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Partners as Employees? Not so Fast Says the IRS

Published on by Brigid Brown in Firm News

Partners as Employees? Not so Fast Says the IRS

In May of 2016, the IRS released new regulations confirming that owners of a partnership cannot be considered employees of a wholly owned, disregarded entity for tax purposes.

Why is this important?

It has been a long standing rule that persons with ownership in a partnership are not treated as employees for purposes of payroll taxes and retirement plans. These new regulations clarify that partners who are employees of a disregarded entity owned by the partnership have the same status as their ownership in the partnership, and fall under different rules for retirement plans and other fringe benefit plans like cafeteria and HSA plans.  This is important because their personal compensation from the disregarded entity needs to come in the form of a guaranteed payment as self-employment income instead of a regular paycheck with a W-2 at the end of the year.

The IRS further explained that the holding of a prior Revenue Ruling from 1969 is still in effect. That ruling states that:

  1. Bona fide members of a partnership are not employees of the partnership for purposes or Federal Insurance Contributions Act, the Federal Unemployment Tax Act, and income tax withholding, and;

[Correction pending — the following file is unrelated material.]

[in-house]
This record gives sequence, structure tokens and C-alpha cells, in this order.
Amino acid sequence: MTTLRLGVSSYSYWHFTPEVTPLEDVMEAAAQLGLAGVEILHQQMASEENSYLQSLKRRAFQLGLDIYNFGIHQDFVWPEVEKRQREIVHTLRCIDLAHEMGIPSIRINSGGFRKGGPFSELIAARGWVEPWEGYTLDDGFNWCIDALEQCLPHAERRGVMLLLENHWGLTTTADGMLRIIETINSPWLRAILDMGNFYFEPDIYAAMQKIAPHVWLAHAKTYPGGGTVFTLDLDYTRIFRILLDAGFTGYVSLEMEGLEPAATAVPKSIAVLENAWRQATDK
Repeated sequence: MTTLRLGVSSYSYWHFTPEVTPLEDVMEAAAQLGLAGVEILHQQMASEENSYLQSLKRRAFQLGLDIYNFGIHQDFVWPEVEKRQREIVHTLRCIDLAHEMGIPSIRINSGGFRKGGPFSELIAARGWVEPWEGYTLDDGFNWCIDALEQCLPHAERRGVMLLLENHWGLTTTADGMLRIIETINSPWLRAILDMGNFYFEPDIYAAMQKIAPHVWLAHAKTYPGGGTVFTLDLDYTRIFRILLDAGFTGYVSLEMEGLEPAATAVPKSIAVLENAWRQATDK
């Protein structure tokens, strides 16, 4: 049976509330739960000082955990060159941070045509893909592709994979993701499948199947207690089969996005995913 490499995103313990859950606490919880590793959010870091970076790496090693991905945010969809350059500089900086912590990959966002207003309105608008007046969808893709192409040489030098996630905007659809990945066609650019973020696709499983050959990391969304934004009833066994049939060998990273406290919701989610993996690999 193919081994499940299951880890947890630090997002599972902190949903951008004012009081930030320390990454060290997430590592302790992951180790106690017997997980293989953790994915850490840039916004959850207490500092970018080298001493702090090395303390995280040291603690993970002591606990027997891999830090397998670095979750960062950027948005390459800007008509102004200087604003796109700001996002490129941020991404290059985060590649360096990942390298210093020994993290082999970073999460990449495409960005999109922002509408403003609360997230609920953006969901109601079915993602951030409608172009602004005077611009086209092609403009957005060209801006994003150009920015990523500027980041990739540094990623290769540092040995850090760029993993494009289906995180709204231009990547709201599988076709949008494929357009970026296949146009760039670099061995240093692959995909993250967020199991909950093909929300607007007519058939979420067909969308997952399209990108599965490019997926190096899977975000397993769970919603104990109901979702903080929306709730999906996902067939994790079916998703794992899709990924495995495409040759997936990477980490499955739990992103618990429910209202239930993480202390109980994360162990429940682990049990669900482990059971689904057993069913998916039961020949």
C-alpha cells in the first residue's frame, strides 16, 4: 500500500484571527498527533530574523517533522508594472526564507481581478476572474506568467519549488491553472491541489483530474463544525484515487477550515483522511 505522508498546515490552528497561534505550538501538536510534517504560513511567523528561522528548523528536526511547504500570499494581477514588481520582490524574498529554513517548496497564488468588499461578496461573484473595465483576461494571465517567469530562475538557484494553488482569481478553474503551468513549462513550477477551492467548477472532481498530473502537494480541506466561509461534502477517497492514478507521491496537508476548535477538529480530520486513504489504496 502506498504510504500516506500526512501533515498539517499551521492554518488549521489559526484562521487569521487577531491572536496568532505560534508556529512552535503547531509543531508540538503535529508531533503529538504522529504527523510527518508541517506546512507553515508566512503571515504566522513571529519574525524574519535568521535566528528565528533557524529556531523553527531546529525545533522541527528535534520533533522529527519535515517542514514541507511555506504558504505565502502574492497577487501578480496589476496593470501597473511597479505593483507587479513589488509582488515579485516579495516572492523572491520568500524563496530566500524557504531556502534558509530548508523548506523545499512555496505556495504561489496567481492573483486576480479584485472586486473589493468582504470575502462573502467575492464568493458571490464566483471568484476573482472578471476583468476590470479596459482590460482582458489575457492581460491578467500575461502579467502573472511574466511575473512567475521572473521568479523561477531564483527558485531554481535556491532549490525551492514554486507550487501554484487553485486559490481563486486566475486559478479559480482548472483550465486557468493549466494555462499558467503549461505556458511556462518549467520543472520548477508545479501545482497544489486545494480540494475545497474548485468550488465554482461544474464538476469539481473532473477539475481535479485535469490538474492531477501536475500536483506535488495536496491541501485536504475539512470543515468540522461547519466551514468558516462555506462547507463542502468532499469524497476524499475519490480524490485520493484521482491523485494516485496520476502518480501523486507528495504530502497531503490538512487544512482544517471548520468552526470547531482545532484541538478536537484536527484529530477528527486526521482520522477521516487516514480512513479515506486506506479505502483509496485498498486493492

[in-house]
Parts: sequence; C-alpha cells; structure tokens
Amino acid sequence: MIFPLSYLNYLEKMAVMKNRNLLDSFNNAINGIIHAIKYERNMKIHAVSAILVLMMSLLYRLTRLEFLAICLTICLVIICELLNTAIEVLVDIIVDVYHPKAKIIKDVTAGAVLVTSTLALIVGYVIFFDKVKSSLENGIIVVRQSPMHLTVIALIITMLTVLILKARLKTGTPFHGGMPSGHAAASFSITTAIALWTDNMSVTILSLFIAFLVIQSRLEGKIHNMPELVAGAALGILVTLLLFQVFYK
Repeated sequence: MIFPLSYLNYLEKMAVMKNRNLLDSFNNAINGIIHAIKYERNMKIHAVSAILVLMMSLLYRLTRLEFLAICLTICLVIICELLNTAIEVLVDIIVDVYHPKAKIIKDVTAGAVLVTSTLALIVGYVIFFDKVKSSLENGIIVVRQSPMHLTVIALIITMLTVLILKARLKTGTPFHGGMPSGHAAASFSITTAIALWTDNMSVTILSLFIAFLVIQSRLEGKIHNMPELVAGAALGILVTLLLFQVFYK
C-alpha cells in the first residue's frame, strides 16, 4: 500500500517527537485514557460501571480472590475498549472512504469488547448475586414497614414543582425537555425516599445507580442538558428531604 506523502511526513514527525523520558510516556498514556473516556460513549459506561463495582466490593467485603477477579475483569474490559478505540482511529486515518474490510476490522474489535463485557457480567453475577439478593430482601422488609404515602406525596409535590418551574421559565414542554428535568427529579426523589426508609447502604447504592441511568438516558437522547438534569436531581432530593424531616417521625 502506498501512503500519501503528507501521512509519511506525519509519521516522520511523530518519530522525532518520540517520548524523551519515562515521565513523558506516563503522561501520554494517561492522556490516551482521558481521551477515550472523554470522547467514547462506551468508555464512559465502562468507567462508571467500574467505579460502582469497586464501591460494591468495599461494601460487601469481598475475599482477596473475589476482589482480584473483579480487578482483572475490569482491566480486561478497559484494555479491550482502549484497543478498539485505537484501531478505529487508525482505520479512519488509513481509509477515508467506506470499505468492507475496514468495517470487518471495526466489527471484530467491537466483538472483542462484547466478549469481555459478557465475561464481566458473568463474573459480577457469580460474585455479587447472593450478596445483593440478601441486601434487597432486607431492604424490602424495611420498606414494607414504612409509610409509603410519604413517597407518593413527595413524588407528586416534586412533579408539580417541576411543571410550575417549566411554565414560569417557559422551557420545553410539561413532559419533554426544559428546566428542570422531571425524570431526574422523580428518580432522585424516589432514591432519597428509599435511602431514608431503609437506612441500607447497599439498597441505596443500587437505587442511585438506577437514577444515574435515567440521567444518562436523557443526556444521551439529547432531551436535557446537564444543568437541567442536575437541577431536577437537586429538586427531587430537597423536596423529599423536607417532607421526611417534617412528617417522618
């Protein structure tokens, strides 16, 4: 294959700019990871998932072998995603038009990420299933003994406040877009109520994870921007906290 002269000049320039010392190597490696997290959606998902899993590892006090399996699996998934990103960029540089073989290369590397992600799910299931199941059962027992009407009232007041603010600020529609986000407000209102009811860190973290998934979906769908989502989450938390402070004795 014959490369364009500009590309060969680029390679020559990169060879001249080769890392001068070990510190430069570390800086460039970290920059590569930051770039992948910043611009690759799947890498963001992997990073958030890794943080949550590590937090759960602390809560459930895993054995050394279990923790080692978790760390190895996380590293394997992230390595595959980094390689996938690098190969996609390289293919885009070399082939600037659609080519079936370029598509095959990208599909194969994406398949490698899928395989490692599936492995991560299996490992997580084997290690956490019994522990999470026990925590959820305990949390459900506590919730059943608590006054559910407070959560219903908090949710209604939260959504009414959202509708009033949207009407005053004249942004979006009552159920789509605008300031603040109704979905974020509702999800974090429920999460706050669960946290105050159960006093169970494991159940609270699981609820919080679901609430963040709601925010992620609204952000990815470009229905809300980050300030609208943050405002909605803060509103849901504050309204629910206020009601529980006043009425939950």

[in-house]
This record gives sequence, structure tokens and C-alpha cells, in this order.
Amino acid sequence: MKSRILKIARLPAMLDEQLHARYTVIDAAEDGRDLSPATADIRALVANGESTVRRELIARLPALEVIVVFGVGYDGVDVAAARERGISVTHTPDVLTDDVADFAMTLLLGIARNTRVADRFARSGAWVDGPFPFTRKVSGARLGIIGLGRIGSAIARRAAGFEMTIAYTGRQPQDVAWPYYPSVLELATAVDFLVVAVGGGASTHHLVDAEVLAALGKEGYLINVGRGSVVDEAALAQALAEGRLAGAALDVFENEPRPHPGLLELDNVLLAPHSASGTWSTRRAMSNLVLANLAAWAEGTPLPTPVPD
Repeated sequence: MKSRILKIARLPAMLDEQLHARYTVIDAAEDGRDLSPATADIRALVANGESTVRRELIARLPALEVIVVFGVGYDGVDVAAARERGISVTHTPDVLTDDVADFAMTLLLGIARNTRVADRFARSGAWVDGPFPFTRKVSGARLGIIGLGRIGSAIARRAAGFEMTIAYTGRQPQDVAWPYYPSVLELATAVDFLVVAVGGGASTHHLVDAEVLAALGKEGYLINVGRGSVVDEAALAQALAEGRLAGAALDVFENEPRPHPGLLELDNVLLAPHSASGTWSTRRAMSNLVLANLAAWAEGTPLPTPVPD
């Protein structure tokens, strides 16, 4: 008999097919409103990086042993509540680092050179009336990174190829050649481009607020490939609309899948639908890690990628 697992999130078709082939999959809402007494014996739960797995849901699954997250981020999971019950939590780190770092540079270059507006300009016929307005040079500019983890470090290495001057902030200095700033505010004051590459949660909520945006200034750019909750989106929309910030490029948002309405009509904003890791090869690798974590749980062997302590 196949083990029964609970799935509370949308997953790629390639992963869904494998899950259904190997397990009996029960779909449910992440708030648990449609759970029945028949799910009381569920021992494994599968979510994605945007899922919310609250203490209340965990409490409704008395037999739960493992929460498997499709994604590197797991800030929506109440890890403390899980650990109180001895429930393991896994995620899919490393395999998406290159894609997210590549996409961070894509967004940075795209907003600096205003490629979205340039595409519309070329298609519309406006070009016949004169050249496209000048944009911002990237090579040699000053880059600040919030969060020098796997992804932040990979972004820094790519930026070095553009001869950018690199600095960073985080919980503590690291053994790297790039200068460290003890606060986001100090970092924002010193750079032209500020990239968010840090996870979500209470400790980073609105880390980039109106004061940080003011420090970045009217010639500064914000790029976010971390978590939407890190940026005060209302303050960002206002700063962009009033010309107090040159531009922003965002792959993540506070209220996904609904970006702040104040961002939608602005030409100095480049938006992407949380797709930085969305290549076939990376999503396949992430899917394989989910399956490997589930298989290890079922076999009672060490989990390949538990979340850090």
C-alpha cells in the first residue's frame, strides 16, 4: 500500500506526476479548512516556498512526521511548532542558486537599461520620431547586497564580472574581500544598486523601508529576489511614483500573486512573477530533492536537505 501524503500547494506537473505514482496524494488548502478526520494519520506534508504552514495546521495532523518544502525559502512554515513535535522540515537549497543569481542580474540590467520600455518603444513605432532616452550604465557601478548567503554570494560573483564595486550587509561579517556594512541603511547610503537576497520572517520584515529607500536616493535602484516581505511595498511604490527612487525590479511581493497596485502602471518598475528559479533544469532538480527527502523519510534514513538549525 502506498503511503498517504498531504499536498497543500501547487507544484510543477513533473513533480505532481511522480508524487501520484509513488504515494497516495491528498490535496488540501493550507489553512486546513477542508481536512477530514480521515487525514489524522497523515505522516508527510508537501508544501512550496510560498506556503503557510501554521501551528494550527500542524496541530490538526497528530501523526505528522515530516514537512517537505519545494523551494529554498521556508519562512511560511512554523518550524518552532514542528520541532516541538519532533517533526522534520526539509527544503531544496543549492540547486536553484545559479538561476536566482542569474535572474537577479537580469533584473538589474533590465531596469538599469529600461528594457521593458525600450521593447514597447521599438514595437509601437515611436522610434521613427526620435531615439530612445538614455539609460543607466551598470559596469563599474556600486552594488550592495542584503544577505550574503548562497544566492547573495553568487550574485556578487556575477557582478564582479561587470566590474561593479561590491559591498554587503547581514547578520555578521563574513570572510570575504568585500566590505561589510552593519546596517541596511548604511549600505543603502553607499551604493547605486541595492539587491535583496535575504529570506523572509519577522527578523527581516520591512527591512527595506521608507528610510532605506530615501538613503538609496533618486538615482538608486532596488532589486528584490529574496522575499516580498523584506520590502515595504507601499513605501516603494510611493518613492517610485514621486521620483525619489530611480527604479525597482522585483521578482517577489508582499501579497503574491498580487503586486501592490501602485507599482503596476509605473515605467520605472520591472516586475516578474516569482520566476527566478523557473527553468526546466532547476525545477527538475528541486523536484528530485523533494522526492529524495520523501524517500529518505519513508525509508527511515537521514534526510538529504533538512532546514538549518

2. A partner who devotes time and energy in conducting the partnership’s trade or business, or who provides services to the partnership as an independent contractor, is considered self-employed and is not an employee.

If changes are needed, companies have until the later of August 1, 2016 or the beginning of the first benefit plan year after May 4, 2016 to make the necessary revisions.

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If you have any questions as to how this may impact your or your company, reach out to us online by clicking here, or call 513-241-8313 to speak with a member


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